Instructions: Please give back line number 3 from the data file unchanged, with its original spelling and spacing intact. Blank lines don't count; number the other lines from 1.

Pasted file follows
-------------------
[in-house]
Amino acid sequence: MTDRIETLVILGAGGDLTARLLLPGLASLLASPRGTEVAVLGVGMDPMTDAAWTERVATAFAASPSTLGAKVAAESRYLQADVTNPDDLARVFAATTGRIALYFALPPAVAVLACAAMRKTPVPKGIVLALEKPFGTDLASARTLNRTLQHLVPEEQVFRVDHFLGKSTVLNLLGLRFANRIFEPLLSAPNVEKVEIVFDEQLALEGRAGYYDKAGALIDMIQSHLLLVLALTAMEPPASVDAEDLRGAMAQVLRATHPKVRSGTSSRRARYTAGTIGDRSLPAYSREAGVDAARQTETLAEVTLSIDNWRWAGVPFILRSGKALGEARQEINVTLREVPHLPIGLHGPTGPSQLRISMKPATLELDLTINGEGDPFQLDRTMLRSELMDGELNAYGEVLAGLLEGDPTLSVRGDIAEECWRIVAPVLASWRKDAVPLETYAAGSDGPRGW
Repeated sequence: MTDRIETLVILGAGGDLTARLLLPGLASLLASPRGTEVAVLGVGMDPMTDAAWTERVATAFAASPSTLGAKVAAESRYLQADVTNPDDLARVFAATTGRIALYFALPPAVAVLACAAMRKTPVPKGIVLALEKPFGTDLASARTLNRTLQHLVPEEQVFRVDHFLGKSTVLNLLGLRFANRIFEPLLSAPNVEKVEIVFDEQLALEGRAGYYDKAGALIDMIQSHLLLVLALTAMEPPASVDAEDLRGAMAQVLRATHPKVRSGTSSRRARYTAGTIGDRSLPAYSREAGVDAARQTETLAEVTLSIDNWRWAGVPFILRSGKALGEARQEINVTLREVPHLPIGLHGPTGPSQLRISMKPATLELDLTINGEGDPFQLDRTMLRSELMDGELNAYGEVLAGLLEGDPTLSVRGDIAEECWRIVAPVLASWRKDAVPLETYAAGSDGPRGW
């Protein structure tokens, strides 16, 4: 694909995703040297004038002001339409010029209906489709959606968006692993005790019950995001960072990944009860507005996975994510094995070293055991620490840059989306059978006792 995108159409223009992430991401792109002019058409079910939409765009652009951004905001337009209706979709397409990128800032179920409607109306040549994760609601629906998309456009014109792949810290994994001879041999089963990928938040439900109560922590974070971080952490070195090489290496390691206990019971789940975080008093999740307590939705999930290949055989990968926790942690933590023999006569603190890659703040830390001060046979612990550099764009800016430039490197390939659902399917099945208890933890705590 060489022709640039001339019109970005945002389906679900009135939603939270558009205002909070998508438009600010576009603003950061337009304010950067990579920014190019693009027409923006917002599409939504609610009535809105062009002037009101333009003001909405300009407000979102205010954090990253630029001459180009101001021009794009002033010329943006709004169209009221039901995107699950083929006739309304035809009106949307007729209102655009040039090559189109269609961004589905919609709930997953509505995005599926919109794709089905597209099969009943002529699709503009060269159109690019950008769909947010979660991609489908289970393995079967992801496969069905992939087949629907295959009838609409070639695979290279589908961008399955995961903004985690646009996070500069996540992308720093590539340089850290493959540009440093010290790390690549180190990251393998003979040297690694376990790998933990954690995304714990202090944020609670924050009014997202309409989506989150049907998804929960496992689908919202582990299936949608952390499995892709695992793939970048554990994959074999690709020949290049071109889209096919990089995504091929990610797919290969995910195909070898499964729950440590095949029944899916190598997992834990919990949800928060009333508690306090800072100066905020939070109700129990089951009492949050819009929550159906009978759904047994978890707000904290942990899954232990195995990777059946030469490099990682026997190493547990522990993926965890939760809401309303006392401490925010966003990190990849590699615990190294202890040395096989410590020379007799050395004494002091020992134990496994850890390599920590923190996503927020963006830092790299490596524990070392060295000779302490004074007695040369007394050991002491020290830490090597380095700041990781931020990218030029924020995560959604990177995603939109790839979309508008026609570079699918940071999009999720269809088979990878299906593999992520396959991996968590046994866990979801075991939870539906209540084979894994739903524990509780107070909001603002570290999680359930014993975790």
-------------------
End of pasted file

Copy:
Repeated sequence: MTDRIETLVILGAGGDLTARLLLPGLASLLASPRGTEVAVLGVGMDPMTDAAWTERVATAFAASPSTLGAKVAAESRYLQADVTNPDDLARVFAATTGRIALYFALPPAVAVLACAAMRKTPVPKGIVLALEKPFGTDLASARTLNRTLQHLVPEEQVFRVDHFLGKSTVLNLLGLRFANRIFEPLLSAPNVEKVEIVFDEQLALEGRAGYYDKAGALIDMIQSHLLLVLALTAMEPPASVDAEDLRGAMAQVLRATHPKVRSGTSSRRARYTAGTIGDRSLPAYSREAGVDAARQTETLAEVTLSIDNWRWAGVPFILRSGKALGEARQEINVTLREVPHLPIGLHGPTGPSQLRISMKPATLELDLTINGEGDPFQLDRTMLRSELMDGELNAYGEVLAGLLEGDPTLSVRGDIAEECWRIVAPVLASWRKDAVPLETYAAGSDGPRGW